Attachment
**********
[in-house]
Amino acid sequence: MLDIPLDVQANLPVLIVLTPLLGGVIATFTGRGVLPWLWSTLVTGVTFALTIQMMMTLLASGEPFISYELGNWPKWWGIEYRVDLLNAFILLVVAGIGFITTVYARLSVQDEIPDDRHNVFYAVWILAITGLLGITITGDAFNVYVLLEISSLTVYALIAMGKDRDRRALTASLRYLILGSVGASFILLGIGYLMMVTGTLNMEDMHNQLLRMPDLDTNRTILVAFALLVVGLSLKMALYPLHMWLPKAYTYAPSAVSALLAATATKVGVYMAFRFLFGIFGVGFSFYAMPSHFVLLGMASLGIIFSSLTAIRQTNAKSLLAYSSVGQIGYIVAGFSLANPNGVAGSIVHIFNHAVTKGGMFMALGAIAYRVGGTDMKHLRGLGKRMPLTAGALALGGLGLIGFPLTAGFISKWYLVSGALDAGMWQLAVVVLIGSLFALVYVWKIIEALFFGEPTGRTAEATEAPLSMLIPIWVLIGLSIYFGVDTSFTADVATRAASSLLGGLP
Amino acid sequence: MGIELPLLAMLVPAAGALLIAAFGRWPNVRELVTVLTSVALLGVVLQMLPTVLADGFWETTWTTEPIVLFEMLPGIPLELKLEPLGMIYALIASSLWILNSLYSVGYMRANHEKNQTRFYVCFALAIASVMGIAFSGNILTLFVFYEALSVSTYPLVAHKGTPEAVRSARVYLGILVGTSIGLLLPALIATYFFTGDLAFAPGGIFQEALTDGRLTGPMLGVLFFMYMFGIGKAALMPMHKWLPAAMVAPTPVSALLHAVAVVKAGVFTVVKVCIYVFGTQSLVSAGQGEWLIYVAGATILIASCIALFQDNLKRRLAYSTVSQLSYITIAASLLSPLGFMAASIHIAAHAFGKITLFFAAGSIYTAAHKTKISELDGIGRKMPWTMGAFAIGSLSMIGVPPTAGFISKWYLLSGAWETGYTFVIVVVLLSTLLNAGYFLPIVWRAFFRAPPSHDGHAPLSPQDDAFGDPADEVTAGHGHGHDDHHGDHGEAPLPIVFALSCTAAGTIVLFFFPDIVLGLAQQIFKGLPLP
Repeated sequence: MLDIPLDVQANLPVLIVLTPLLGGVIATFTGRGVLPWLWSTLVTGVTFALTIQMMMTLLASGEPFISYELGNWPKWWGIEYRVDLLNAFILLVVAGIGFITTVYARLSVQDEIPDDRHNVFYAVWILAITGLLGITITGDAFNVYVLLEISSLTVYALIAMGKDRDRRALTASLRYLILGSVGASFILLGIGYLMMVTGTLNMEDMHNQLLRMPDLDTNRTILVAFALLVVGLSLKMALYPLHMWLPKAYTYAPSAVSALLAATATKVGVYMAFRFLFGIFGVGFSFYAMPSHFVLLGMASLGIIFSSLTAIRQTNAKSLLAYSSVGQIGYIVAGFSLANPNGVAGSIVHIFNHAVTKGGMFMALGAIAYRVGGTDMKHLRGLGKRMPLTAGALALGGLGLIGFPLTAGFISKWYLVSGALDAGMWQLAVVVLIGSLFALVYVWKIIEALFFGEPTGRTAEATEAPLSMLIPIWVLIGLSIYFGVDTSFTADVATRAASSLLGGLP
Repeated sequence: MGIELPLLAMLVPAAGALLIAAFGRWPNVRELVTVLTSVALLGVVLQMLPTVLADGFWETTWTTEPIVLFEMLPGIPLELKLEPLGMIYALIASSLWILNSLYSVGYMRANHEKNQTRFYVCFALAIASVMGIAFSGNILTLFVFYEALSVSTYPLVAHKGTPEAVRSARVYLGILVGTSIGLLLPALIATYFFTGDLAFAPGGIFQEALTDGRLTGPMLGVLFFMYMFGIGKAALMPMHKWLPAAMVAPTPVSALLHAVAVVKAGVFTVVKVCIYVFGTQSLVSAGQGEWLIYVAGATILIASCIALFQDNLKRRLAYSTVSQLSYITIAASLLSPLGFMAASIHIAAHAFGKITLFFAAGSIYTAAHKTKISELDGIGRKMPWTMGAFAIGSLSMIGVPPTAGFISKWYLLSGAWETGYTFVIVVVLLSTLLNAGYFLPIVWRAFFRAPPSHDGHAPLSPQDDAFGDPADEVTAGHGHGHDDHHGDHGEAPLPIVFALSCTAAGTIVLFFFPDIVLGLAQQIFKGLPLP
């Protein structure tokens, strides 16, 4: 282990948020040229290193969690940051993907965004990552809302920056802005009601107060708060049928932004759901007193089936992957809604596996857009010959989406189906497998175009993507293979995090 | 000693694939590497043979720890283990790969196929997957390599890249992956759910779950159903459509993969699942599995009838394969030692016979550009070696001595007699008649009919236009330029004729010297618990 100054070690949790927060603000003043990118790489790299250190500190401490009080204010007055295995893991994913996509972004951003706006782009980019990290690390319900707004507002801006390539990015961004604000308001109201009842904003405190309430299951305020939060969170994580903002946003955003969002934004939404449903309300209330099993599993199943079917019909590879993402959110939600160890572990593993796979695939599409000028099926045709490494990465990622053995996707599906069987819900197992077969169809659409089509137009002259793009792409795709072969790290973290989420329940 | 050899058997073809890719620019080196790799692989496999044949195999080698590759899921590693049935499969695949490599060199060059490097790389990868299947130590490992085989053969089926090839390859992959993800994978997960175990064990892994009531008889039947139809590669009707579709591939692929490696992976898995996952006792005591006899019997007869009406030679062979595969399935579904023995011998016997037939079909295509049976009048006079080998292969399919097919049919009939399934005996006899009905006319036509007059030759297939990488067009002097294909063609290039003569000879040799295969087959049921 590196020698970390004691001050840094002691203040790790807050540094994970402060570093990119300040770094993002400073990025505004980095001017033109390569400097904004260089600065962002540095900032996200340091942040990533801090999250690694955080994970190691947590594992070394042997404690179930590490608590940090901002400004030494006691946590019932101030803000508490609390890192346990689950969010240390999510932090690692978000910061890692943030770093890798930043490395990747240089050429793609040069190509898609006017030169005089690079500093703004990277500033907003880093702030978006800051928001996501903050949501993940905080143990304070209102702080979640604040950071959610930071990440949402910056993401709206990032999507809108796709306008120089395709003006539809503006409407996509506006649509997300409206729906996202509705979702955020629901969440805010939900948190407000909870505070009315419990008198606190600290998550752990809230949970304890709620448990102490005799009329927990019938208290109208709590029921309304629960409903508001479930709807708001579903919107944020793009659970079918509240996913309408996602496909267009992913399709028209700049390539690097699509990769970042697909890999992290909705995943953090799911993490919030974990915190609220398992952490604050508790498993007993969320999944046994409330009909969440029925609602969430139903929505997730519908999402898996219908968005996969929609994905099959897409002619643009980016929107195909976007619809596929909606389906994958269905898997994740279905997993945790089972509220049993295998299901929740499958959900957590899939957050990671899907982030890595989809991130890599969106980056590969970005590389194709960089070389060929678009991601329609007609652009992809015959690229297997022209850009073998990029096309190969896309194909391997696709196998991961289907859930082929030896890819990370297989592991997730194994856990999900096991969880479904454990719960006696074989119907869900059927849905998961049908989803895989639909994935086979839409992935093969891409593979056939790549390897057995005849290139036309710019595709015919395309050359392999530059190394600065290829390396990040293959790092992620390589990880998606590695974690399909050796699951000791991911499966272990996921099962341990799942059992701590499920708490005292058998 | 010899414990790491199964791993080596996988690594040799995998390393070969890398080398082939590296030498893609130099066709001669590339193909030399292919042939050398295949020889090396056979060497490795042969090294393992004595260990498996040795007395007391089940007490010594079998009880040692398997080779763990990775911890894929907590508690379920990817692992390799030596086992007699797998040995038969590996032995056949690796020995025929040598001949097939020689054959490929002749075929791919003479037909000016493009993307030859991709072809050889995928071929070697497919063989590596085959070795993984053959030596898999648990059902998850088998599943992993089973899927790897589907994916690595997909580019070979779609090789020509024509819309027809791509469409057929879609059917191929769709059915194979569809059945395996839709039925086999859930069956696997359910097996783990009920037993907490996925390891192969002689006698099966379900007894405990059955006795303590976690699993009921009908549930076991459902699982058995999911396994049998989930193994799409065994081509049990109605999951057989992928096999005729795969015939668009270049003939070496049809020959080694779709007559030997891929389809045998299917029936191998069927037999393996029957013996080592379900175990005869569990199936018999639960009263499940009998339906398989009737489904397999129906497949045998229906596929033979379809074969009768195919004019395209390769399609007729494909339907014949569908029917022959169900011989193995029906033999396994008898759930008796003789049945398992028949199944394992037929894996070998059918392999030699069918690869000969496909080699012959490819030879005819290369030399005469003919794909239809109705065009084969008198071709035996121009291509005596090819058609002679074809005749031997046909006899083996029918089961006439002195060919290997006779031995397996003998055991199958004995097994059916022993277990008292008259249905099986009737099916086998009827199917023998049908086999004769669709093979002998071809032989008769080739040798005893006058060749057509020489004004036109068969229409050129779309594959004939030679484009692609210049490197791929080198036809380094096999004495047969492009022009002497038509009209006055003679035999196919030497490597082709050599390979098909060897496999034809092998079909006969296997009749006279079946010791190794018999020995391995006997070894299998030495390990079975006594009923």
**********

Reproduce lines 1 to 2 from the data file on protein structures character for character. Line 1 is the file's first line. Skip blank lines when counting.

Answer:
[in-house]
Amino acid sequence: MLDIPLDVQANLPVLIVLTPLLGGVIATFTGRGVLPWLWSTLVTGVTFALTIQMMMTLLASGEPFISYELGNWPKWWGIEYRVDLLNAFILLVVAGIGFITTVYARLSVQDEIPDDRHNVFYAVWILAITGLLGITITGDAFNVYVLLEISSLTVYALIAMGKDRDRRALTASLRYLILGSVGASFILLGIGYLMMVTGTLNMEDMHNQLLRMPDLDTNRTILVAFALLVVGLSLKMALYPLHMWLPKAYTYAPSAVSALLAATATKVGVYMAFRFLFGIFGVGFSFYAMPSHFVLLGMASLGIIFSSLTAIRQTNAKSLLAYSSVGQIGYIVAGFSLANPNGVAGSIVHIFNHAVTKGGMFMALGAIAYRVGGTDMKHLRGLGKRMPLTAGALALGGLGLIGFPLTAGFISKWYLVSGALDAGMWQLAVVVLIGSLFALVYVWKIIEALFFGEPTGRTAEATEAPLSMLIPIWVLIGLSIYFGVDTSFTADVATRAASSLLGGLP